You can also use Facebook to glean information about a person by checking their posts. You may get a heads-up regarding particularly strong or strange views that set off alarm bells for your safety and the security of your business.
Get More Detail From Google
Searching for someone’s name on Google often takes you to their Facebook page or another social media platform. Keep scrolling.
Before long, you are likely to learn about the person’s professional life, a good way to verify their information and character. You might get some details of a club in which they are active, and there may be photos.
If the person you are looking for is a scammer or otherwise disreputable, this may also come up on Google. If they were in the local news, they’ve exploded on social media, or someone has complained about them, Google may connect you to the information you need so that you can decide on how to proceed.
Arm Yourself With Anti-Virus Software
Ensure that your business has up-to-date anti-virus software installed. If a client sends you malware, deliberately or otherwise, you could lose data.
Viruses may cause device failure or data loss. Malware can allow unscrupulous people to encrypt your data and subsequently demand money to restore it. And spyware can enable others to access your network and view confidential data, which they can use for blackmail or identity theft.
Keeping out clients you are suspicious about protects your loyal clients and your business partners. If your network is vulnerable, you put everyone who works with you at risk.
If you think you’re not a target, know that hackers target small businesses because they tend to have:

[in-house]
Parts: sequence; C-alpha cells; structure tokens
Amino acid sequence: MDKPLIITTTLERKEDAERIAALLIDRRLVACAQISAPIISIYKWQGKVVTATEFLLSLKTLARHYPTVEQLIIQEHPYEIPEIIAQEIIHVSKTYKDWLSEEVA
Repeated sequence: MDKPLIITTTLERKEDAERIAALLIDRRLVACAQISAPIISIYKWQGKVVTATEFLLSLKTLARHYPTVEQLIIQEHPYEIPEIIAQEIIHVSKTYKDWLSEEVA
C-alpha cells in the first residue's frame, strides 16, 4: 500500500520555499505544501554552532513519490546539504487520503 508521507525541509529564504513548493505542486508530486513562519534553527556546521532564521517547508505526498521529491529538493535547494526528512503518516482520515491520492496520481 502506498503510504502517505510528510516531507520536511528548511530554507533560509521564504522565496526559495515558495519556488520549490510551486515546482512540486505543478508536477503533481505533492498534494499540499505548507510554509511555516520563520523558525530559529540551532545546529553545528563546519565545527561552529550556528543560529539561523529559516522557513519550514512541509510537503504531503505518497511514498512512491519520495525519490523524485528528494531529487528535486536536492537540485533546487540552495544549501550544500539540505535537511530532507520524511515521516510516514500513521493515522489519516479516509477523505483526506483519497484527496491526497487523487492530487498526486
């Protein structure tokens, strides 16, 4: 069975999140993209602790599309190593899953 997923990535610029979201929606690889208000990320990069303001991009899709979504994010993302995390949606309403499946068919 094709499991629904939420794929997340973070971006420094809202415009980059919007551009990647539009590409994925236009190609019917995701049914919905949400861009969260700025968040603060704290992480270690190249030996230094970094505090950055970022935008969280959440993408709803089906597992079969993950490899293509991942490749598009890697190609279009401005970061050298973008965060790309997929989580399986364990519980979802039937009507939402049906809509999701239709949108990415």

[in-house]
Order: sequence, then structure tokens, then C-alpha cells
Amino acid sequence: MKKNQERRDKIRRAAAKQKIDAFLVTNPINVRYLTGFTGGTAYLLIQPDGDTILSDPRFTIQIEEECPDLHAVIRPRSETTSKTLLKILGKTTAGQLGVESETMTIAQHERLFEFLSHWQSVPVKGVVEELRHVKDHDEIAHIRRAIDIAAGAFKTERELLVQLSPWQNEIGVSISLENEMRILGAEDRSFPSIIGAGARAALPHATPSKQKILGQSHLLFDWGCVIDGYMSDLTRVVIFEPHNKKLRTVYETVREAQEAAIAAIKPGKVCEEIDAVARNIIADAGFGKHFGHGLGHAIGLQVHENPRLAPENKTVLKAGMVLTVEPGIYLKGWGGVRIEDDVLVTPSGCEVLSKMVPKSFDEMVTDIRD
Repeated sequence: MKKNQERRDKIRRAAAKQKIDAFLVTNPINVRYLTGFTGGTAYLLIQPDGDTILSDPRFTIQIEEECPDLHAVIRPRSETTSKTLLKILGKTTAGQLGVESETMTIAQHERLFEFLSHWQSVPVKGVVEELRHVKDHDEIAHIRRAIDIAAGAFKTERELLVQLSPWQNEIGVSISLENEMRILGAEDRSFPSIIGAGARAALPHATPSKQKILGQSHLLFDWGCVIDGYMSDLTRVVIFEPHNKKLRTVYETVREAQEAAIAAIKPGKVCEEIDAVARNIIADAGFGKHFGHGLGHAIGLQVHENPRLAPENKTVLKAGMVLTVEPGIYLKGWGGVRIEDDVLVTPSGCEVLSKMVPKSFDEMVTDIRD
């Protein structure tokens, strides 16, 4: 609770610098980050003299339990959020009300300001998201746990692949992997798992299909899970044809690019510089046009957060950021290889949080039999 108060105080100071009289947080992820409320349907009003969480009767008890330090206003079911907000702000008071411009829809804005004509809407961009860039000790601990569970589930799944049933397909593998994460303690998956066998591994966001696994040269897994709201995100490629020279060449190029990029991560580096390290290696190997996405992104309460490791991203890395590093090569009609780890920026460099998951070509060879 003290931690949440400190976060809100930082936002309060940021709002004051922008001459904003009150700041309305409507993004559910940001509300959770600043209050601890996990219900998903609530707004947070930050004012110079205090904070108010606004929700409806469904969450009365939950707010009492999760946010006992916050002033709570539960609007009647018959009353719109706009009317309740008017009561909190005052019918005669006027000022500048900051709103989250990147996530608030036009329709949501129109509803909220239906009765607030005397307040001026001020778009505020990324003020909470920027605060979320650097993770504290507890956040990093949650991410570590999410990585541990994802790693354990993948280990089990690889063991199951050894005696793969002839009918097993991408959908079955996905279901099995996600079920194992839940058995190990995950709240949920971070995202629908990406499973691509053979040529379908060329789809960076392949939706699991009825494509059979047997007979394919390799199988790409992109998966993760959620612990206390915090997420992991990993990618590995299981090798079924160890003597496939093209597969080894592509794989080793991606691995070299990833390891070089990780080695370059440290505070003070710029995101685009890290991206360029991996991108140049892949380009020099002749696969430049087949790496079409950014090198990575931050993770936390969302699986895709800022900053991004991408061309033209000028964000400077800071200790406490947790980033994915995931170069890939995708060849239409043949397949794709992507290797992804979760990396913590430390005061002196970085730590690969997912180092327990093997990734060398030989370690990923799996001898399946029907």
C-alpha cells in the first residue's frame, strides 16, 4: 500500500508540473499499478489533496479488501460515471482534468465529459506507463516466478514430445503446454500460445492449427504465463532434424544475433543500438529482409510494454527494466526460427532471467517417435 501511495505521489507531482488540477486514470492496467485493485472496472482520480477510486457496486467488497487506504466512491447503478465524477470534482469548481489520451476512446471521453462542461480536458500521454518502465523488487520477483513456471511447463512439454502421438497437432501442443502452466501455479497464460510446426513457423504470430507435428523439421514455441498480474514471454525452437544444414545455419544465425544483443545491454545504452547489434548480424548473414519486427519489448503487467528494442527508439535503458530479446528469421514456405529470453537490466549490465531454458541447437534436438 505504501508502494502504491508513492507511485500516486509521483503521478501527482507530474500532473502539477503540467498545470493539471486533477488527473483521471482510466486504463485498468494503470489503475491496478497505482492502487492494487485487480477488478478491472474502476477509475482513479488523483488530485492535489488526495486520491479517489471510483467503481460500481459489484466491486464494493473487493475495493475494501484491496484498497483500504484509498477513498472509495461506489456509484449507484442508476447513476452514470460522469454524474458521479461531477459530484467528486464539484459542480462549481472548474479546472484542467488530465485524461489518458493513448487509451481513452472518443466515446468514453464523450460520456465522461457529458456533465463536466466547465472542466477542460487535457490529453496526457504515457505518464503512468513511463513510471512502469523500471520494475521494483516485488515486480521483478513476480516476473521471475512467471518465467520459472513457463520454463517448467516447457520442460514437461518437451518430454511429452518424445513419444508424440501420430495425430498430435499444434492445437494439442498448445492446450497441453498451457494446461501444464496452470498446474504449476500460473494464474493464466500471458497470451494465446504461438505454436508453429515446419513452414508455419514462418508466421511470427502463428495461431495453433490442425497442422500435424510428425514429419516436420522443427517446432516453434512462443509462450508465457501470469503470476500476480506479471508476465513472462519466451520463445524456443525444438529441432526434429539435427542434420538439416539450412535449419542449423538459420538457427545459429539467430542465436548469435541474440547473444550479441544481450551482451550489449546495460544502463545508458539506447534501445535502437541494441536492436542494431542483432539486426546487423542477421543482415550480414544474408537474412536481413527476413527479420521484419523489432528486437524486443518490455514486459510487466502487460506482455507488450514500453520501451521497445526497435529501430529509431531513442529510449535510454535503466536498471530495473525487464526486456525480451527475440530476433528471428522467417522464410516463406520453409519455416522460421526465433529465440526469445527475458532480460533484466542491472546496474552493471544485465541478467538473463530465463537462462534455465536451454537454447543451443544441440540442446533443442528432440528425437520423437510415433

- the impression that they are not worthwhile targets
- poorly maintained security systems
- software vulnerabilities
- access to larger, more attractive business partners
Fend Off Suspicious Activity With A Firewall
A firewall monitors everything attempting to enter or exit a network. If someone is trying to steal data, your firewall will monitor this. It will alert you to suspicious activity. If the activity takes place unnoticed, you should still be able to look at the firewall’s security logs to track down when it happened and get some idea about who was involved.
Most computers come with firewall services pre-installed. As with antivirus software, it’s wise for business owners to invest in professional-level protection. Your business, your partners, and your clients are worth it.
It’s not only businesses that need to be vetted. Suspicious clients are out there, too. Something doesn’t need to be off-the-wall suspicious for you to protect your business. Checking clients’ details using these software solutions is an excellent idea to help keep your business safe.
Instincts are good, but you might want evidence on your side when it comes to potentially losing money or confronting a client. These software solutions can help keep your business safe by helping you weed out the few untrustworthy clients so that you can focus your energy on delivering excellent products and services to the rest.